How the Darksiders 2 delay benefits you
Snow. Item balancing.
Last month THQ delayed promising action game Darksiders 2 to August 2012 - a decision that disappointed some eager fans.
Developer Vigil insisted the extra time would make for a much better game. Now, it's explained how exactly.
"To be honest, it's a lot of things that aren't totally apparent," associate producer Jay Fitzloff told Eurogamer. "It's final detail."
One visual improvement Vigil has been able to make to the game as a result of the delay is the addition of snow to the CrowFather level (the game's first), which was demoed to press at a London pre-E3 event last week.
"Even two weeks ago there was no snow blowing across the level," Fitzloff revealed. "You think it's obvious. But I played this game constantly and I was like, ah, it looks great, and then all of a sudden that blowing snow gets in and I'm just like, wow.
"It's all these tiny little details that if they weren't there none would be the wiser, but they do add a solid atmosphere element. It's just polish. You don't notice the little details but when they all come together it does make a big difference and gets you into the game more."
One of Darksiders 2's more interesting mechanics is its randomly generated loot system. It's designed to present that player with thousands of items as they play the game - something that poses a balancing problem. The delay to the game affords Vigil more time to refine its solution.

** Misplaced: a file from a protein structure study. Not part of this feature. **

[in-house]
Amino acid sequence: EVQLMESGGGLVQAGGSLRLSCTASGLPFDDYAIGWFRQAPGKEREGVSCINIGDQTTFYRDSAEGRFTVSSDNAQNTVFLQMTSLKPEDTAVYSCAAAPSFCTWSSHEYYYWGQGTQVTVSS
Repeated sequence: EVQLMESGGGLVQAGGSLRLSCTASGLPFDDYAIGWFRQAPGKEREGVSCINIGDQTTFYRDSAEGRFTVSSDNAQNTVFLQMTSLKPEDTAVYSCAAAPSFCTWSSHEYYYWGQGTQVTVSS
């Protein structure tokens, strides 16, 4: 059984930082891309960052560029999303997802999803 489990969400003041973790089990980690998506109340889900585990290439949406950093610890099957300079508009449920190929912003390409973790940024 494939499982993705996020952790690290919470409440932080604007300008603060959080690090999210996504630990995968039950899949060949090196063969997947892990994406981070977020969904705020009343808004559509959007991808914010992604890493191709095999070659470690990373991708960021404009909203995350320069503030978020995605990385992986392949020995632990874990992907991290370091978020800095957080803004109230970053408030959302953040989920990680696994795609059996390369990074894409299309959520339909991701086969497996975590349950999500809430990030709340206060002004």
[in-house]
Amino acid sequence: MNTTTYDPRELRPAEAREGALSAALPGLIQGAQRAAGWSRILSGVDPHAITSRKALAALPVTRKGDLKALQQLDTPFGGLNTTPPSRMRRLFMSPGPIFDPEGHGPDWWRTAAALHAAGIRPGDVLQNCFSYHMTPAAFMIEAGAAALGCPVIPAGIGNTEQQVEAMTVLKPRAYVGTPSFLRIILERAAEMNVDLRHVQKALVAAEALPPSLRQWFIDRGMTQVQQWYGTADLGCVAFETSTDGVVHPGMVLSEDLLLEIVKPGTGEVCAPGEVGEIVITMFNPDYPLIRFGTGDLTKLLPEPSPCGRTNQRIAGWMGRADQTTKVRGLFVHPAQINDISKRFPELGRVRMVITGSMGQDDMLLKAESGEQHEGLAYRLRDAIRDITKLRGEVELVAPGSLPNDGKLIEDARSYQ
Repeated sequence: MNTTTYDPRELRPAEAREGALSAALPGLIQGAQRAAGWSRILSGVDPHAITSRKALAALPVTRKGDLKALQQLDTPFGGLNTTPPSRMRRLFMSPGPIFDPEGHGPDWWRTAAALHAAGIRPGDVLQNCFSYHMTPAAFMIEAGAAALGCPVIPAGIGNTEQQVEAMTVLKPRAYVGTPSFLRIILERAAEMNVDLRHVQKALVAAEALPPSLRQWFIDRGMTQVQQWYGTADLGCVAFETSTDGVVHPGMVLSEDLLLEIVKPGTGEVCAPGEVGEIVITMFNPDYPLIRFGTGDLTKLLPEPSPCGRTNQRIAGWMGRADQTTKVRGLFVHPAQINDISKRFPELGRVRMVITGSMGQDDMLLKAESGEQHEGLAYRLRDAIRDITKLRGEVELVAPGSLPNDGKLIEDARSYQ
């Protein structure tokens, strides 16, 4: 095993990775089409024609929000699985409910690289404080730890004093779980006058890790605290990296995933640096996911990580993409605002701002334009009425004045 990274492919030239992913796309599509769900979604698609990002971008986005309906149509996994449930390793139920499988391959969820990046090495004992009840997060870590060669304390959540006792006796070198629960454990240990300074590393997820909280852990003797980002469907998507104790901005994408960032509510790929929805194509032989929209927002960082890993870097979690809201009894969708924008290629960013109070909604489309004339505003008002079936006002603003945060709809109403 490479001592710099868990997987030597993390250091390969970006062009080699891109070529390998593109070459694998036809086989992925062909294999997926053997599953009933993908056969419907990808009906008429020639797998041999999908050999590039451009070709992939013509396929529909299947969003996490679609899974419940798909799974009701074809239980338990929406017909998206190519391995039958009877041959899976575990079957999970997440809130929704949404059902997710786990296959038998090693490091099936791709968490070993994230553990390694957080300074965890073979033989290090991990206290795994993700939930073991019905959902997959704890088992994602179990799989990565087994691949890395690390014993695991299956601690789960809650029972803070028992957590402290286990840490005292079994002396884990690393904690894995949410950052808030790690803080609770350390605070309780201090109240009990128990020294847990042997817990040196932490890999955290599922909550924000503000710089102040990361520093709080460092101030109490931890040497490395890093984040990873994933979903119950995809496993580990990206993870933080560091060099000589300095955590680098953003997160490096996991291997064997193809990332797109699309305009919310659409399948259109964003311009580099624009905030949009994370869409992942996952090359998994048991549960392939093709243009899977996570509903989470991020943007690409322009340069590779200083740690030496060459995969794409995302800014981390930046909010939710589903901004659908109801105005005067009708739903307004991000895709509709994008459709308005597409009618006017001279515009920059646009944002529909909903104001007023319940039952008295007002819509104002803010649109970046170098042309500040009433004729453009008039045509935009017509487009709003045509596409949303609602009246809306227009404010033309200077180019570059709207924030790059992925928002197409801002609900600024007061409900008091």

"Say for example the fire ability is obviously better than everything else so everybody ends up taking those weapons," Fitzloff explained. "We want all the abilities to have a valid reason you'd keep them. It's hard. That's probably the hardest thing gameplay wise to work out, to make sure all those abilities are balanced within the random loot."
Fitzloff said Vigil will step in post-launch with an update if players discover balance breaking builds and set-ups.
"Obviously that's when you get your biggest play test. There will absolutely be the arguments, I've made this build and I think this is superior, or I did this. But if somebody does invent that game breaker that just becomes obvious, we'll have to consider it.
"If it's like, yeah, this weapon is the only one worth keeping, you don't want to create a hundred thousand items and have one be the only one anyone uses."